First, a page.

So unification, if and when it comes, will require South Korea to field huge resources, however much help it might get from international institutions. That is a good reason to start building them up now. Yet there are also plenty of pressing home-grown reasons for more economic growth. The most important of these is a dramatic plunge in fertility. Today’s birth rate is extraordinarily low, and heading lower. This is an Asia-wide trend, but South Korea’s has fallen more than most. The total fertility rate of South Korean women (ie, the average number of births they can expect) has dropped to just 1.26 (see chart 1), down from 4.5 in 1970 and 1.5 in 2000. That is roughly half the rate at which a population replaces itself. In other words, the child-bearing generation 25 years from now will be roughly half the size of the current one. Even Japan, famous for its dearth of children, has a higher fertility rate, at 1.3.
For South Korean women, as for those elsewhere in Asia, this appears to be a good thing, offering them greater security and more autonomy than ever before within a Confucian family structure that has historically been hierarchical and male-dominated. Even better, South Korea’s mortality rate has also fallen steeply, and people can now expect to live 30 years longer than they did at the start of the country’s modernisation in 1960.
Yet the fall in the fertility rate may reflect dissatisfactions too: notably, over the difficulties faced by women who want both to work and to raise a family. Almost everyone still gets married in South Korea. In other words, the fertility rate is falling because more women are postponing marriage to nearer the end of their reproductive lives. That is partly because the burden of raising children still falls heavily on women, whereas men are consumed with work, which in South Korea, as in Japan, entails long hours and drinking sessions late into the night.
Also as in Japan, companies, despite some improvement, still discriminate heavily against women, especially those with children. Just one-third of South Korean women go back to work after having children, half the OECD average. The World Economic Forum’s ranking of sex equality puts South Korea 97th out of 128 countries. This represents a huge economic and social waste, and not only because South Korean women are better educated, on average, than their men.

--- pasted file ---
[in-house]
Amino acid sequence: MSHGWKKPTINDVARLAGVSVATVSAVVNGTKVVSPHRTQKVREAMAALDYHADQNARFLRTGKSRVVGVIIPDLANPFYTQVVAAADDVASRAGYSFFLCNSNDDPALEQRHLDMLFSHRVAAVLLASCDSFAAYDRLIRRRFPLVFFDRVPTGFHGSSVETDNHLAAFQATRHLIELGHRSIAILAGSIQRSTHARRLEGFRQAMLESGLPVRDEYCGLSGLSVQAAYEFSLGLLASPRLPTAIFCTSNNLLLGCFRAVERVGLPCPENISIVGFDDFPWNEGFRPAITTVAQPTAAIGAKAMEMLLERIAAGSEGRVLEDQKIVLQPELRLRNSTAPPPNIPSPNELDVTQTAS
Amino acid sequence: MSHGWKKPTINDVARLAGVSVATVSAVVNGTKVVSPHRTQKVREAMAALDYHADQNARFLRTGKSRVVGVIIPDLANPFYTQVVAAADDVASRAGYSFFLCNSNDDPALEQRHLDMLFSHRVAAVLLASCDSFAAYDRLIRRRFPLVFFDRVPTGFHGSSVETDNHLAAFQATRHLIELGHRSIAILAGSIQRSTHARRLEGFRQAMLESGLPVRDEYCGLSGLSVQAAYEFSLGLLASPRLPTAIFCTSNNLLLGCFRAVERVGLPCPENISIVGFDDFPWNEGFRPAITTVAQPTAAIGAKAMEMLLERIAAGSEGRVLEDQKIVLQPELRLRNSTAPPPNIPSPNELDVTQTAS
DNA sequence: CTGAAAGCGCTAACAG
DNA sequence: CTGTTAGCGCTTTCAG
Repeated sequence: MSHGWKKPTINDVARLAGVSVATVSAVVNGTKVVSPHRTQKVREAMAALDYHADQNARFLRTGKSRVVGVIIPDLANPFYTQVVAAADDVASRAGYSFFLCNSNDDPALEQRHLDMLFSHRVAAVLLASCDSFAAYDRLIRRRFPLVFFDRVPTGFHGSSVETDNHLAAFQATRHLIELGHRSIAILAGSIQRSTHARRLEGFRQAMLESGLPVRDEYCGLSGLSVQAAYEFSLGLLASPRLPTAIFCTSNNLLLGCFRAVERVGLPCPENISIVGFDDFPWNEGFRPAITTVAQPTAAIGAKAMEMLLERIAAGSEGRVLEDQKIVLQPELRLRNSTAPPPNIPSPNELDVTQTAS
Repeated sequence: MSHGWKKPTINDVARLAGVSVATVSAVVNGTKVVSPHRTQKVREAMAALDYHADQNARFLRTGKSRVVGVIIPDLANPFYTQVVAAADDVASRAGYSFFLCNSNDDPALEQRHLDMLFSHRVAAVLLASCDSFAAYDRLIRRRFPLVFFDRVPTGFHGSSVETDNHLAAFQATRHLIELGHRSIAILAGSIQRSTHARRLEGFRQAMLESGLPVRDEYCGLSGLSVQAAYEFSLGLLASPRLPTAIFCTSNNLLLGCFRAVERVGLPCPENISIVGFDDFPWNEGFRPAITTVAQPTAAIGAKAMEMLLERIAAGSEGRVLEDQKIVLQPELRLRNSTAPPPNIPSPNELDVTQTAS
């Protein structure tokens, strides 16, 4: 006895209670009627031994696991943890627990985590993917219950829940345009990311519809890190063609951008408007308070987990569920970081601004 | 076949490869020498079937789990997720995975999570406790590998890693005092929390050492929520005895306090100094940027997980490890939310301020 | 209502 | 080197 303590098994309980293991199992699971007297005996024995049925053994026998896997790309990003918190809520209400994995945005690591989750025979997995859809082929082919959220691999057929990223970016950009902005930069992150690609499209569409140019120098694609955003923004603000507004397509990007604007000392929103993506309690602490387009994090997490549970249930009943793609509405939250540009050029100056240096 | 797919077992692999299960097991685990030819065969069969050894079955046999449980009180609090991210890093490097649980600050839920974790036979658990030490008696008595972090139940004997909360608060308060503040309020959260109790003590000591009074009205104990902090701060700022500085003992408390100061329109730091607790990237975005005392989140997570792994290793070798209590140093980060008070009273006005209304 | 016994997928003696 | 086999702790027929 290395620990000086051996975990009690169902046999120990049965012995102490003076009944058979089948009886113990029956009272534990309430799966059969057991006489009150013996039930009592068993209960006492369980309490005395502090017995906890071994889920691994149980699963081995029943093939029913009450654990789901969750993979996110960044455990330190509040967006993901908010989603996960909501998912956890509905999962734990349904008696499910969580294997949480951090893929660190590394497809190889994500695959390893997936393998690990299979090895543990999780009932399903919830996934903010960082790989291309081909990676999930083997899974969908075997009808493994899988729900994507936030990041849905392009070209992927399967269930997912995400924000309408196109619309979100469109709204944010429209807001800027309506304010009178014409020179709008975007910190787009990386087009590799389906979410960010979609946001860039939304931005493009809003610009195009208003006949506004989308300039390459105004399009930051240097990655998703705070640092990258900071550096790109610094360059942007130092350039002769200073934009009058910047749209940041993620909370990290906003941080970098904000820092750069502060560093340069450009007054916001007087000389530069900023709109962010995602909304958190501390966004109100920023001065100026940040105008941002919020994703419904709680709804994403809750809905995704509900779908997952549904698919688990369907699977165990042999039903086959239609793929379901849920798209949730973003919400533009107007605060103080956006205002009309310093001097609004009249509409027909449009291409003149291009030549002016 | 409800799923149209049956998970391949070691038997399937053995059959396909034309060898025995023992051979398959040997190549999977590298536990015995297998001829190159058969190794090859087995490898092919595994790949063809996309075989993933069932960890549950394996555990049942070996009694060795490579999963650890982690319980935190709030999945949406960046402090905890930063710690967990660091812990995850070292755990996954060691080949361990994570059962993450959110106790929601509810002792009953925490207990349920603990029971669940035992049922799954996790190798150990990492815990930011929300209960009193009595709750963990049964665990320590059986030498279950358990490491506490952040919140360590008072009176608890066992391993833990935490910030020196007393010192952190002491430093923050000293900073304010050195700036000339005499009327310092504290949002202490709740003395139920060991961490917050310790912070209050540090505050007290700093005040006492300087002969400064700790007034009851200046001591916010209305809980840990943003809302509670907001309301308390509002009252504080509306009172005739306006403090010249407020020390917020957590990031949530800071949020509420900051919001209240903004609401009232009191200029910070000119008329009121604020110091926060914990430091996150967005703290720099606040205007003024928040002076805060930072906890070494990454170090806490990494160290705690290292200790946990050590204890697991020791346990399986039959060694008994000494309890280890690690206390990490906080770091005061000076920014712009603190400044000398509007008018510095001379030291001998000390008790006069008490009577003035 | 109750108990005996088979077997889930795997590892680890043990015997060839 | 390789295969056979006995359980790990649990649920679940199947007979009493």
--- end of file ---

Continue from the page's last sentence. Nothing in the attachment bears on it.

Either way, the profound consequences for the economy, the government’s finances and the nation’s social structure have barely begun to sink in; nor has the impact on families. Nicholas Eberstadt, a demographer at the American Enterprise Institute, puts it with only mild exaggeration: changing fertility patterns mean that “2,500 years of East Asian family tradition stand to come to an end with the region’s rising generation.” What will it do to people if many, perhaps most, of them will no longer have brothers, sisters, uncles, aunts or even cousins? As Mr Eberstadt points out, when family structures atrophy—even in a country such as South Korea where children are treated as fondly as they are in Italy—sturdy institutional alternatives will quickly need to be found to take on the role now played by family networks.
As the South Korean population ages, the country’s high savings rate is almost bound to decline, which will have an effect on both what the economy can invest and what the government can raise in taxes. As it is, the country’s national pension scheme and a long-term-care scheme for the old are only two decades old, and their funding structure is not geared to South Korea’s expected demographic transformation over the coming quarter-century, which will involve a rapidly ageing society, a shrinking workforce and a population in absolute decline.